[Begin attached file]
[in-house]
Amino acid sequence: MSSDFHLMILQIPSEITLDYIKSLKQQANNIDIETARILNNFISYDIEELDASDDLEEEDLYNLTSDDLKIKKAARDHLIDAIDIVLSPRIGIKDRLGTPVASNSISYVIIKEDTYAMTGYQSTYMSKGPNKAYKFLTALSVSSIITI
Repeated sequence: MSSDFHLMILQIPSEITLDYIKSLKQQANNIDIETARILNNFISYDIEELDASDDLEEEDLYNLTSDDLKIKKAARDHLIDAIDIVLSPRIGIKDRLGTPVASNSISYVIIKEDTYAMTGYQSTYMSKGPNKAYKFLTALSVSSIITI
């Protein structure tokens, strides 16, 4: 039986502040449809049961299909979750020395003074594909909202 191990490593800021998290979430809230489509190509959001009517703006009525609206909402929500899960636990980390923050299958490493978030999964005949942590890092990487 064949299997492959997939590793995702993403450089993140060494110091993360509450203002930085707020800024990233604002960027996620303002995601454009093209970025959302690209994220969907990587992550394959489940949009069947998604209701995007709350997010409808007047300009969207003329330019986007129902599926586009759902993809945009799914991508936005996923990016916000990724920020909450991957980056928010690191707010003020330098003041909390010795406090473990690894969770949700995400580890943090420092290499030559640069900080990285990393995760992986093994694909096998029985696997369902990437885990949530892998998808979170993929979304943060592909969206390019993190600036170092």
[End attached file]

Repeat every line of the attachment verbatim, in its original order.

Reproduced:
[in-house]
Amino acid sequence: MSSDFHLMILQIPSEITLDYIKSLKQQANNIDIETARILNNFISYDIEELDASDDLEEEDLYNLTSDDLKIKKAARDHLIDAIDIVLSPRIGIKDRLGTPVASNSISYVIIKEDTYAMTGYQSTYMSKGPNKAYKFLTALSVSSIITI
Repeated sequence: MSSDFHLMILQIPSEITLDYIKSLKQQANNIDIETARILNNFISYDIEELDASDDLEEEDLYNLTSDDLKIKKAARDHLIDAIDIVLSPRIGIKDRLGTPVASNSISYVIIKEDTYAMTGYQSTYMSKGPNKAYKFLTALSVSSIITI
């Protein structure tokens, strides 16, 4: 039986502040449809049961299909979750020395003074594909909202 191990490593800021998290979430809230489509190509959001009517703006009525609206909402929500899960636990980390923050299958490493978030999964005949942590890092990487 064949299997492959997939590793995702993403450089993140060494110091993360509450203002930085707020800024990233604002960027996620303002995601454009093209970025959302690209994220969907990587992550394959489940949009069947998604209701995007709350997010409808007047300009969207003329330019986007129902599926586009759902993809945009799914991508936005996923990016916000990724920020909450991957980056928010690191707010003020330098003041909390010795406090473990690894969770949700995400580890943090420092290499030559640069900080990285990393995760992986093994694909096998029985696997369902990437885990949530892998998808979170993929979304943060592909969206390019993190600036170092």